Estimating the Incidence of Induced Abortion in Java, Indonesia, 2018

Margaret M. Giorgio, Guttmacher Institute Budi Utomo, University of Indonesia, Jakarta Nugroho Soeharno, University of Indonesia, Jakarta Riznawaty Imma Aryanty, UNFPA Indonesia, Jakarta Besral, University of Indonesia, Jakarta Melissa Stillman, Guttmacher Institute Jesse Philbin, Guttmacher Institute Susheela Singh, Guttmacher Institute Gilda Sedgh, Guttmacher Institute

First published online:

| DOI: https://doi.org/10.1363/46e0220
Abstract / Summary


In Indonesia, maternal mortality is high and abortion is restricted. Reliable information on induced abortion is needed; however, the difficulty of measuring abortion in settings where it is legally restricted and highly stigmatized calls for innovation in approaches to measuring abortion incidence.


The data were from three original surveys conducted in Java among health facilities, knowledgeable informants and women aged 15–49, fielded in April 2018–January 2019. Two methods were used to estimate the one-year induced abortion incidence rate in Java: the standard Abortion Incidence Complications Method (AICM) and a modified AICM. Each method was evaluated on the basis of data quality, and what is known about sexual and reproductive health indicators related to abortion rates, to determine which performed best in measuring abortion incidence in Java.


Estimates of complications resulting from induced abortion from knowledgeable informants and the women differed substantially. The modified AICM produced an estimate of 42.5 abortions per 1,000 women aged 15–49, while the standard AICM estimate was lower (25.8 per 1,000). A comparison of the distribution of abortion methods used revealed that knowledgeable informants believed abortion was less safe than indicated by women's reports of their own experiences. Therefore, the standard AICM likely underestimates abortion.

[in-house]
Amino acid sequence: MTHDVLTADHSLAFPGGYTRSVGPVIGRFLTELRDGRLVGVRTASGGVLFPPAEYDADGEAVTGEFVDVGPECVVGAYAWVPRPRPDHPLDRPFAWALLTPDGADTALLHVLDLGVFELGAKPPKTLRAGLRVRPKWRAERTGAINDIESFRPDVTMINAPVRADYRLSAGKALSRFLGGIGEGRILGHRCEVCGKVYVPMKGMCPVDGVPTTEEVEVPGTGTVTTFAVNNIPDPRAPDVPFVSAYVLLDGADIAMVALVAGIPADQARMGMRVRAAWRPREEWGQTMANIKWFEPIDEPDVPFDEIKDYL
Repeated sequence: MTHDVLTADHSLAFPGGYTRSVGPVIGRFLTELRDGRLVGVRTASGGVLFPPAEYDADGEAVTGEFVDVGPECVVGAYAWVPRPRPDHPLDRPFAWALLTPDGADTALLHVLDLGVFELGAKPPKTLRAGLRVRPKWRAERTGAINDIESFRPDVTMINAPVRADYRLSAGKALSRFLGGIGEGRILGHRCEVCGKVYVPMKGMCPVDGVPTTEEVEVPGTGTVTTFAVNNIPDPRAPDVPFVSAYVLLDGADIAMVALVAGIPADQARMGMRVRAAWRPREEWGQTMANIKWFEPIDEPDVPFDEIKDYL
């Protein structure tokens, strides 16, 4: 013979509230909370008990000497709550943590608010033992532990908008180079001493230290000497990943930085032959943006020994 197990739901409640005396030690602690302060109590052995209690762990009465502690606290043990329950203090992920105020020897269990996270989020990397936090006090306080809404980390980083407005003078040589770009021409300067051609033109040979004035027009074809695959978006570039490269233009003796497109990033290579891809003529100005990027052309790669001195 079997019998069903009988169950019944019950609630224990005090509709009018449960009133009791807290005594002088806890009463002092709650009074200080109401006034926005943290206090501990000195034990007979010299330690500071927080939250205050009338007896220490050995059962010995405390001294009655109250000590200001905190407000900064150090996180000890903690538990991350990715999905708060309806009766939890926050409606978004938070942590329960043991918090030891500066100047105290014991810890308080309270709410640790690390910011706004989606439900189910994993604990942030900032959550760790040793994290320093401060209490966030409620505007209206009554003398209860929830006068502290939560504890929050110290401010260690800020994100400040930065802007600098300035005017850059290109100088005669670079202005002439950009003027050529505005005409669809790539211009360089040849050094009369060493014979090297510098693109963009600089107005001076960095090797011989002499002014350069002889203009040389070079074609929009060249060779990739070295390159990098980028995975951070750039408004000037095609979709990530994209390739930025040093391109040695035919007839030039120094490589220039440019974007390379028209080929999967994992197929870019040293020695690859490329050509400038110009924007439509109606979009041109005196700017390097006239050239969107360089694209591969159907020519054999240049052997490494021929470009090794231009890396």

The modified AICM performed better than the standard AICM and indicates that abortion is common in Java. Increased access to contraceptives and high-quality postabortion care is needed. Future research should investigate the safety of abortion, especially with respect to self-managed abortion.

Author's Affiliations

Margaret M. Giorgio is senior research scientist; Melissa Stillman is senior research associate; Jesse Philbin is senior research associate; Susheela Singh is distinguished scholar and vice president for global science and policy integration; and at the time of this work, Gilda Sedgh was principal research scientist—all at the Guttmacher Institute, New York. Budi Utomo is senior researcher, Nugroho Soeharno is professor and Besral is professor—all at the Faculty of Public Health, University of Indonesia, Jakarta. Riznawaty Imma Aryanty is national program officer for reproductive health, UNFPA Indonesia, Jakarta.


The views expressed in this publication do not necessarily reflect those of the Guttmacher Institute.